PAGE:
Lastly, since someone asked me about it, I thought I might show one of my home made electric wheels. I have it set in bobbin winder mode right now, but I can just pop out the stick and pop in the flier. I have a folded loom behind it, and a yarn counter on the table in this rather poor photo, but you can get the gist. I built it on a really thick and heavy spiral staircase step of solid oak that a woodworker in my old neighborhood was discarding. My luck to find it as the solidity helps stability. Anyway, it has always worked so well that I never really prettied it up. It has been used very often since about 1993, I think. It lives in the corner next to my loom and I can change it for plying or spinning pretty fast, but I built another electric wheel for plying exclusively and so this is now one of my winders. Foot pedal. Reverse by twisting the drive band (on a drawer pull). In line with both swift, ball winder and cone holder.

Sock brat


I admit it, I am a spoiled sock brat. As a spinner, if I want a luxury sock, I can just build it. Jacob combed with yearling mohair? No problem. Angora, silk, merino: easy. And we must not forget the lovely Romney/baby alpaca. But you know what these fine blends all have in common? They all get handwashed. Well, it is time for a change.

For my birthday, I promised myself 7 pairs of socks that I can toss right in the washer. Simple commercial yarn FROM MY STASH that are everyday handmade. And while I still use my fancy handspun joyful socks, at least I get a day off occasionally from handwashing them.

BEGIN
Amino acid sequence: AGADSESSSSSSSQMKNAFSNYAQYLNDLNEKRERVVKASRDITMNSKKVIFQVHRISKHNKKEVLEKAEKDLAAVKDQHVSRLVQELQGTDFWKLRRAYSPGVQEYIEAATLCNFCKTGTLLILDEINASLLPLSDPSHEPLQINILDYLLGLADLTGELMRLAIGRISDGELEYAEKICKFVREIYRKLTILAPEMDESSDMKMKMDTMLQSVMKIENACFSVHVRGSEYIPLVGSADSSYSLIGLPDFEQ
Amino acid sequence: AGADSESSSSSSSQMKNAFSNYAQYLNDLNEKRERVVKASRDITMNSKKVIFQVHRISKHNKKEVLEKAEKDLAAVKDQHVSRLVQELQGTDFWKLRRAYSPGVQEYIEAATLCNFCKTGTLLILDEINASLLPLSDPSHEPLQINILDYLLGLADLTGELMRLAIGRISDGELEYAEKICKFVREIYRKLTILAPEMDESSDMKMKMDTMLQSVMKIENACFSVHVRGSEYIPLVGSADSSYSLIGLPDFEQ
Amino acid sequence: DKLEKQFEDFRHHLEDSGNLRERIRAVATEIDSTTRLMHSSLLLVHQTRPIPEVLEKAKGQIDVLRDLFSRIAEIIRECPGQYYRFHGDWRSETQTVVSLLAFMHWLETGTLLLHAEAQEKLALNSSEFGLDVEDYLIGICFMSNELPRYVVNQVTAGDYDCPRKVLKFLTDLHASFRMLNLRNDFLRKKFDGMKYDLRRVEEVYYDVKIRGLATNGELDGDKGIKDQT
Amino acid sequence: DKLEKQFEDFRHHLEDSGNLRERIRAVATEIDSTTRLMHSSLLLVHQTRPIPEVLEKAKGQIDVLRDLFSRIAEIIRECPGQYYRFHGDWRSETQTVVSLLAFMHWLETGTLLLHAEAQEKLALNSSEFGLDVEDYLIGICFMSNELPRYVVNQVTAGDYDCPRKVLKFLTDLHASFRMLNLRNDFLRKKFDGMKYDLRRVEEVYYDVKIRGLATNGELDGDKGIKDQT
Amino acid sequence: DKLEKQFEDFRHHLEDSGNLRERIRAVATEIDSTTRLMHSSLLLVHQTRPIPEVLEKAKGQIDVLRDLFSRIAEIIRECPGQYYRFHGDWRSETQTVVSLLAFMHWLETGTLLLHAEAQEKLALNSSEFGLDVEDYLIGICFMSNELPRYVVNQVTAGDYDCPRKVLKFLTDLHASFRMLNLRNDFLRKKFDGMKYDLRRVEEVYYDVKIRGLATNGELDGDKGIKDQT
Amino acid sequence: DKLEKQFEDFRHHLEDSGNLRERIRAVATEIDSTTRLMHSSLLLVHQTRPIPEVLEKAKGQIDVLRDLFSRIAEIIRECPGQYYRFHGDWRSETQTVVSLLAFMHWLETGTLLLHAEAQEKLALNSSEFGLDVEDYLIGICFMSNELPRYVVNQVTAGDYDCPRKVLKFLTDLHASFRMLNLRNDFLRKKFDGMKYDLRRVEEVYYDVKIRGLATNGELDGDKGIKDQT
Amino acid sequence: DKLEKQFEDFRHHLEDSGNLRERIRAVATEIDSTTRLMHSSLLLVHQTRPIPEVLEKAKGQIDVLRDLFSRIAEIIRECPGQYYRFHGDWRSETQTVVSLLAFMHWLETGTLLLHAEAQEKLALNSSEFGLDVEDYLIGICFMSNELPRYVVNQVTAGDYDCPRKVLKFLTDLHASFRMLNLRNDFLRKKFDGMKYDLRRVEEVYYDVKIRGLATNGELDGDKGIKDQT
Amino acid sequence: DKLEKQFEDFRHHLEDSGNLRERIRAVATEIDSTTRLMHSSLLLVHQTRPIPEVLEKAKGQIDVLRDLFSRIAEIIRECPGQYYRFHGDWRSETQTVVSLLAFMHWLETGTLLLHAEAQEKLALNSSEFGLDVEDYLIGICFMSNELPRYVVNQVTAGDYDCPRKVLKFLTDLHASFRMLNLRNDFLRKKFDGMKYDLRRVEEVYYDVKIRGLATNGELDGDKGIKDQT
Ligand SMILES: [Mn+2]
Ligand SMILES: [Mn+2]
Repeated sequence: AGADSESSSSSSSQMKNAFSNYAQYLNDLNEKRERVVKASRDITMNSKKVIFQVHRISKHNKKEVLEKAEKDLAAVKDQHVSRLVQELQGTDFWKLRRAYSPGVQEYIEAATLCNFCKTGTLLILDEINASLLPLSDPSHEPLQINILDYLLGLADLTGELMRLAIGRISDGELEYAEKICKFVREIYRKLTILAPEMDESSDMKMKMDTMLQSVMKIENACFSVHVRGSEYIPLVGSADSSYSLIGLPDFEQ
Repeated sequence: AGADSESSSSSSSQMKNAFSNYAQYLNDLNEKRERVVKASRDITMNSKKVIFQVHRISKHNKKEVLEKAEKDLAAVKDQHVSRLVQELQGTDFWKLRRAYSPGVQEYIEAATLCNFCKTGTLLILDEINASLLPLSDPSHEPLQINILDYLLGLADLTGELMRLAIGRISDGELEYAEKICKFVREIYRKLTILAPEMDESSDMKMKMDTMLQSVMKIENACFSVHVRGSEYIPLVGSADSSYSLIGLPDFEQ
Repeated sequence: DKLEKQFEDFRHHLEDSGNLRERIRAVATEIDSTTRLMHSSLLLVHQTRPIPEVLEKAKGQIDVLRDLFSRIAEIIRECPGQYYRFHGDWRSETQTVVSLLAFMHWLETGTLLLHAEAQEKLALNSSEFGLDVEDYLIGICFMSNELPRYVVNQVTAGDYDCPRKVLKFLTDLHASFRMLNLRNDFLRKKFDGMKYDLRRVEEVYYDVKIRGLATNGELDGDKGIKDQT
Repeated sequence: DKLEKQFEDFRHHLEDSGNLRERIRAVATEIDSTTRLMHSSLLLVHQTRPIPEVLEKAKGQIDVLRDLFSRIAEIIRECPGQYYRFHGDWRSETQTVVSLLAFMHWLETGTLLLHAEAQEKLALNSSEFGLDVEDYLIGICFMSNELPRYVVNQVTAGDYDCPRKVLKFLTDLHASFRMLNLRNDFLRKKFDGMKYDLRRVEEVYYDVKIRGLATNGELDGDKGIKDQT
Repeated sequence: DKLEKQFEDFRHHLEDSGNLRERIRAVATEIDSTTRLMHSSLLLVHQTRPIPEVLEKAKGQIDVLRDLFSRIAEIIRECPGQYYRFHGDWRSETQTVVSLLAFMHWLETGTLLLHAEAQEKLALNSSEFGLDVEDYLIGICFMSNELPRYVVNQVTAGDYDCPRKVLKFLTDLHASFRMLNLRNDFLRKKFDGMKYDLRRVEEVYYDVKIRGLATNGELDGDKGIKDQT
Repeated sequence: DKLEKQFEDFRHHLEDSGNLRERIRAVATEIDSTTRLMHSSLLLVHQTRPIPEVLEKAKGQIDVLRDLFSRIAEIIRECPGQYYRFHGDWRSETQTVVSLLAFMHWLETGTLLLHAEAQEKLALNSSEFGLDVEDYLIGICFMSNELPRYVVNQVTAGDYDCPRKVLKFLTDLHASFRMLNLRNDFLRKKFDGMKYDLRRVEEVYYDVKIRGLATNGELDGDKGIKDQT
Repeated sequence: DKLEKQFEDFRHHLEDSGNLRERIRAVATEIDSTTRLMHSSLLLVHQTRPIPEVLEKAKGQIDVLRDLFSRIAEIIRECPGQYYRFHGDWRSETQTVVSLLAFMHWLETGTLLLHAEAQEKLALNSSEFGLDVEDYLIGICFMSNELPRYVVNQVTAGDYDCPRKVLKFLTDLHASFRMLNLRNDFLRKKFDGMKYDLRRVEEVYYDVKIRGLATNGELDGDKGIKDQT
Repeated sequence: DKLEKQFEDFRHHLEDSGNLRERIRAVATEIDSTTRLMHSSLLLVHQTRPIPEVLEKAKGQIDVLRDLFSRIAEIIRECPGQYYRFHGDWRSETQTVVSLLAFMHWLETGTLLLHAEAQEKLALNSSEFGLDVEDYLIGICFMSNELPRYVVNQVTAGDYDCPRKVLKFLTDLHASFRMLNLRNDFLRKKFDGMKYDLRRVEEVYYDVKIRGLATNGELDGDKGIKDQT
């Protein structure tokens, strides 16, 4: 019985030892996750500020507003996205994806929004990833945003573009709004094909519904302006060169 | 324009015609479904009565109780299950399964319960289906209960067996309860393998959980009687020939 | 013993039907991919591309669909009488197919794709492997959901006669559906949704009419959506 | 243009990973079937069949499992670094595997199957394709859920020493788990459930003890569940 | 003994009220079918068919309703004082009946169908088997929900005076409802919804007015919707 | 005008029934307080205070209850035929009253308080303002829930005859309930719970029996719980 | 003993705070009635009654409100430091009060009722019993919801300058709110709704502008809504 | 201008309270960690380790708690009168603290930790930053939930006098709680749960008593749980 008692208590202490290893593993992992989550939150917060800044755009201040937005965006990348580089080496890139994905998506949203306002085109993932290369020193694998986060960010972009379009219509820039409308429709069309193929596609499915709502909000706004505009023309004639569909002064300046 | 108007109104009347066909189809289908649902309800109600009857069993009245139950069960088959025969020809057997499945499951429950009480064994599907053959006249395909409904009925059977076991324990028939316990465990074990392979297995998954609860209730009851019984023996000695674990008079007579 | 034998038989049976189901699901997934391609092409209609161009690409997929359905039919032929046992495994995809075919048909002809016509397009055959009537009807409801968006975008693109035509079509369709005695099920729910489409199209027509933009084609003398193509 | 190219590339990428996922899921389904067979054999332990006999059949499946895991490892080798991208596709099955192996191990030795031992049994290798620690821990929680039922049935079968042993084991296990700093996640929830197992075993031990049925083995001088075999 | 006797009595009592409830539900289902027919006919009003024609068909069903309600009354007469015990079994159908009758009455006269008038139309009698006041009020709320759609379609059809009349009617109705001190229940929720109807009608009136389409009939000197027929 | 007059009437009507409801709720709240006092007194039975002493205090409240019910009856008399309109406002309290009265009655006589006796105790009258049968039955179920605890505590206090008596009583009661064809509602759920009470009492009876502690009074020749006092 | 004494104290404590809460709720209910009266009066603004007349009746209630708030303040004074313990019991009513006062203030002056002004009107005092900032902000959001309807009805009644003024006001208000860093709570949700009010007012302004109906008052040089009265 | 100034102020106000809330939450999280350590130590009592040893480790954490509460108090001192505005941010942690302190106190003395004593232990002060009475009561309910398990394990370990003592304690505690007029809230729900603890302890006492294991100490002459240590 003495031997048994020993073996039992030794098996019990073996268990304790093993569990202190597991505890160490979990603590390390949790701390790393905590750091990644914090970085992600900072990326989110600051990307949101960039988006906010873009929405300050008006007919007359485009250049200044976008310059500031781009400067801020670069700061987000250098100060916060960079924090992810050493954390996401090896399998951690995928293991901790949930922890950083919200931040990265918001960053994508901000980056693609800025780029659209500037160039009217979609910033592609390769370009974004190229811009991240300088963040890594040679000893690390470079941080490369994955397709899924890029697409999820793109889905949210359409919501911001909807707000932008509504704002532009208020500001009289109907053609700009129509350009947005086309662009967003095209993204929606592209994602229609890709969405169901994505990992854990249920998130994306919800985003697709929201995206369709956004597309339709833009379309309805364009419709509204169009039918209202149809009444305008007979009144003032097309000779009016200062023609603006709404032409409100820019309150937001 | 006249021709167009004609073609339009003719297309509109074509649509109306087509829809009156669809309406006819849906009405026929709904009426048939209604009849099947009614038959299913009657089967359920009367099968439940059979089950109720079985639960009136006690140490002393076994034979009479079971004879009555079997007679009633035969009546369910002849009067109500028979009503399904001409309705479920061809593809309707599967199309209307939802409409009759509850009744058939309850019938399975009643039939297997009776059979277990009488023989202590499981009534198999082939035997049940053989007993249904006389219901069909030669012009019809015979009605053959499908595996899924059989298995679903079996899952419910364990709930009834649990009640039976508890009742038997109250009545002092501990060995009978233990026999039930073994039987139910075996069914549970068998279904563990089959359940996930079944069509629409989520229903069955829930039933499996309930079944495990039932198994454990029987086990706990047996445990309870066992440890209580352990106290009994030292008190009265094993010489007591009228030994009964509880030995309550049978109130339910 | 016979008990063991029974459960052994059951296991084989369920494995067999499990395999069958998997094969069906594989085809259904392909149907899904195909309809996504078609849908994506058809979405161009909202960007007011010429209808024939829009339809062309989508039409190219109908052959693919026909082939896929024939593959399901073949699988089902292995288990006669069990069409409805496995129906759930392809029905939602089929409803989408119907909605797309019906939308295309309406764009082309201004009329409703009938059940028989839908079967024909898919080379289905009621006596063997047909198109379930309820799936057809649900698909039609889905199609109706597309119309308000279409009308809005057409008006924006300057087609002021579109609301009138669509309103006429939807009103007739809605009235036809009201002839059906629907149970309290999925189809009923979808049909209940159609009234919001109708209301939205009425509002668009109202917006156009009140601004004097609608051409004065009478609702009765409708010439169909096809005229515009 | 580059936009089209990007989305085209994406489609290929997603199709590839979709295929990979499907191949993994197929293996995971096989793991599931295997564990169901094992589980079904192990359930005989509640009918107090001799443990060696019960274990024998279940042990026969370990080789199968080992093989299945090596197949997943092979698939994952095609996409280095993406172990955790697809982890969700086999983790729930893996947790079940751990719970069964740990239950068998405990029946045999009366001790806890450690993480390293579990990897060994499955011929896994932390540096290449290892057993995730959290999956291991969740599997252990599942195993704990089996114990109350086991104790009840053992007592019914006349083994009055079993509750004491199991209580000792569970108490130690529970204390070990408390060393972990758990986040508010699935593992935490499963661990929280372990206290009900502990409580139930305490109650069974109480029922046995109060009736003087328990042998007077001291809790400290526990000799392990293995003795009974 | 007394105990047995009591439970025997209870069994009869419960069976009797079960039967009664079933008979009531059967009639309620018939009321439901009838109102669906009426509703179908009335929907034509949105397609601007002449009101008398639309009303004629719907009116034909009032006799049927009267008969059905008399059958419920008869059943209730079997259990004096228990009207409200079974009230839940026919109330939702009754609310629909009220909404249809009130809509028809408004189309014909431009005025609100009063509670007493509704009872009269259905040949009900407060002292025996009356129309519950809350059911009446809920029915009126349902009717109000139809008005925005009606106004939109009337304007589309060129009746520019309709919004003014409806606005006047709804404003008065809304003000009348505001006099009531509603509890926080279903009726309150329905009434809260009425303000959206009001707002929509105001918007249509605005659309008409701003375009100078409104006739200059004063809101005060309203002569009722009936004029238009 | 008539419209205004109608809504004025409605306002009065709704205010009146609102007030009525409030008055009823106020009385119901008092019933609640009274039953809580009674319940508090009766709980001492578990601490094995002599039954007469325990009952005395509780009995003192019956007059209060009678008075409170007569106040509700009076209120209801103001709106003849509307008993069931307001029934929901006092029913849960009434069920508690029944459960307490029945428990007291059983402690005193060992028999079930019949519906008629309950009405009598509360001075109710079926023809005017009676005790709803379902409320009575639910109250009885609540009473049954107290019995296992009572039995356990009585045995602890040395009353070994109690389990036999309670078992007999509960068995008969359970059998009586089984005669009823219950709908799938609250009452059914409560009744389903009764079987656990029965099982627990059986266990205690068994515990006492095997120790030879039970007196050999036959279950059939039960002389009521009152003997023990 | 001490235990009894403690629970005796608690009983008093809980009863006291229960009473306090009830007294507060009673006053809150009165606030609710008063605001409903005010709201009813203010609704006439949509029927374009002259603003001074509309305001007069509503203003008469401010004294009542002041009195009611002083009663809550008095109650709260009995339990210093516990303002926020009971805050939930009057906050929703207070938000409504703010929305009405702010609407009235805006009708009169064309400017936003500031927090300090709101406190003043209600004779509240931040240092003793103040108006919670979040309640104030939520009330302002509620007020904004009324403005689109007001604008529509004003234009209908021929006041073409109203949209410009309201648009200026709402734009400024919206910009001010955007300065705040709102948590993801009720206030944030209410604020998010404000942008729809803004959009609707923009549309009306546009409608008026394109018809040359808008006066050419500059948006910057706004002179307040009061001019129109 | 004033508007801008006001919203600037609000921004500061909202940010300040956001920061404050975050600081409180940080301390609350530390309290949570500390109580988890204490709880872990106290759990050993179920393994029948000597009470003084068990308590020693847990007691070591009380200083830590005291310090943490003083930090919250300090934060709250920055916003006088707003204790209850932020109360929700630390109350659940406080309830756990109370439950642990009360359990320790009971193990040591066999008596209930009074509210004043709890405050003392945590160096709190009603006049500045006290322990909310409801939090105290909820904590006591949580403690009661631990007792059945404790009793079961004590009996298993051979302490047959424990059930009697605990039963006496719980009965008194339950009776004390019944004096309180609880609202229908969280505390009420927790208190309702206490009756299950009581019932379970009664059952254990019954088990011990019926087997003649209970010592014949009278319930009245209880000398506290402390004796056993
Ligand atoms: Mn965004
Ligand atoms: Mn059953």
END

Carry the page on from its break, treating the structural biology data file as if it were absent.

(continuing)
It has been fun. I discovered Kroy yarn - gee why didn't you tell me about that? And I am using up some dubious choices I made in the past. Like the bumble bee yarn that was to support the Steelers, only to find it contained green - the wrong color. Still the socks will be better than commercial white ones that never fit very well.

I have finished 3 pairs and have two more single socks done. I suspect I will go over my 7 sock goal too, and before a month has passed. Then I will have cleaned up my yarn storage area a bit, turned it into east care garments and can get back to some fancier spinning and knitting and spoiling.

Sock one is Kroy Cyan Stripes done at 64 stitches on 2.75 knitpicks wooden DPs.
Sock two may be some old Magic stripe at 72 sts on size 1 metal needles.
Sock three is interesting. It was from a massive cone of carpet yarn I bought on ebay for felting - kinda feels like a cross between Romney and Shetland, very pleasant. However this stuff won't felt. I am quite sure it is pure wool. I had intended to use it for some class I was teaching. Now, I toss a skein in every time I dye. The yarn has the most pleasing feel on the foot, which is good since there's about 10 lbs left. Anyway, 64 sts on 2.75 metal unknown needles. Ribbed.(image)

Silver and speed


I met this amazing jewelry artist while at the silver supply place today. Living in Albuquerque means that I am surrounded by artists and you become kinda numb to the whole scene after a while. So when I tell you that this artist has a unique look, it means he really stands out in a crowd of artists. He has both a website and Etsy shop which I strongly recommend, especially for those looking to burn through some holiday money. (His photo with permission)
Meanwhile, I have been catching up on some birthday knitting. I wanted a shawl, a wimple and 7 socks. It is the time of year when I toss out the old socks that can’t be mended anymore and need some quickie socks to fill in. I also want to clean up my stash of self patterning sock yarn since I don’t really use it as much these days. I am happy to blast through it with just plain old knit socks that can be tossed into the washer and dryer and used every week. When those are done, I get to go onto some fancier knitting.